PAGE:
Friday, June 06, 2008
A Hike to Stanford Dish in the Foothills
Photos: Visual Art Services, SU
Now, that its summer and the weather outside is glorious, there are weekends when we decide to do short hikes in and around the county parks etc. in the Santa Clara valley area. Last weekend, K and I went to the Stanford dish area located close to the I-280 and foothills. The Foothills are primarily a habitat conservation area whose trails are open to the public for taking hikes, jogging and of course to breathe in the beautiful panoramas of the peninsula. The dish is located on Stanford University property academic reserve private property and is free to the public.
The Stanford Dish is a radio telescope that was built in 1961 and is a 150-foot diameter Dish, that is still actively used for research and teaching purposes around the Stanford community. It is operated and maintained by the SRI International and owned by the US government. It is actively used to scan distant planets and galaxies.
The hike is approximately 3.5 miles around the loop and begins with a steep-ish 20 minute hike that is a sure test to your knees. Be prepared to get sore tender glutes the next day. It is absolutely a great work-out during summer time and it took us roughly 1 hour and 30 minutes to walk around the dish. The trail is paved and goes up and down. Cool hay art called "Making hay" statues greet you at the entrance to the hike and good views of Stanford's Hoover tower, Dumbarton Bridge, SF etc. can be obtained as you trudge up and down the hills.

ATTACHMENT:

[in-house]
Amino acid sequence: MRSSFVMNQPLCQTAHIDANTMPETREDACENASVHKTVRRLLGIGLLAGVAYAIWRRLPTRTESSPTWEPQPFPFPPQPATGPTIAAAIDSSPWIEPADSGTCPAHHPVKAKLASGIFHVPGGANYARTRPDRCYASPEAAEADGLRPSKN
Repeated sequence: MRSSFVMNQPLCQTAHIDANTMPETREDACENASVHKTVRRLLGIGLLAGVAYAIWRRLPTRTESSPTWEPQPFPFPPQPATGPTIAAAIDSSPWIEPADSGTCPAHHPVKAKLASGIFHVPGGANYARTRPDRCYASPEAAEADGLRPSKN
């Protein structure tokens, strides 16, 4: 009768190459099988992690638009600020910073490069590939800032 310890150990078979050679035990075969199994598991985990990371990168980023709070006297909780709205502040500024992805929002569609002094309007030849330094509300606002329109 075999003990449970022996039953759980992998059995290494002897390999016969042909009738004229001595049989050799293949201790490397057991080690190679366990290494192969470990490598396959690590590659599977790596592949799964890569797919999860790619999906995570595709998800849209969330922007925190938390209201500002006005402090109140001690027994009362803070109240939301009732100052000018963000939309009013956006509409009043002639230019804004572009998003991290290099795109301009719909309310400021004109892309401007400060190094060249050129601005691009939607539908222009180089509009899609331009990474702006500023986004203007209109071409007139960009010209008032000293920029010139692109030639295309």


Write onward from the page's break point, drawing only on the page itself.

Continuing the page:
I never realized how much I miss open spaces and furry woodland creatures (tons of squirrels cross ur path), we even saw a bunny rabbit, until coming here. What was amazing is there are folks who jog this entire dish area, you can also see different kinds of people, students, families with kids being pushed up the hill on their strollers, old people who are fit and agile to take this intense hike.
The Dish is not just used for academic programs alone, but, is also used for environmental restoration by the Stanford Conservation Biology program (to study the type of brown native grass that grows here) and for habitat conservation purposes, as well.
If you live in the Bay area and would like to get some good workout, a hike around the dish will surely shake some muscles and burn that fat.
Have a great weekend....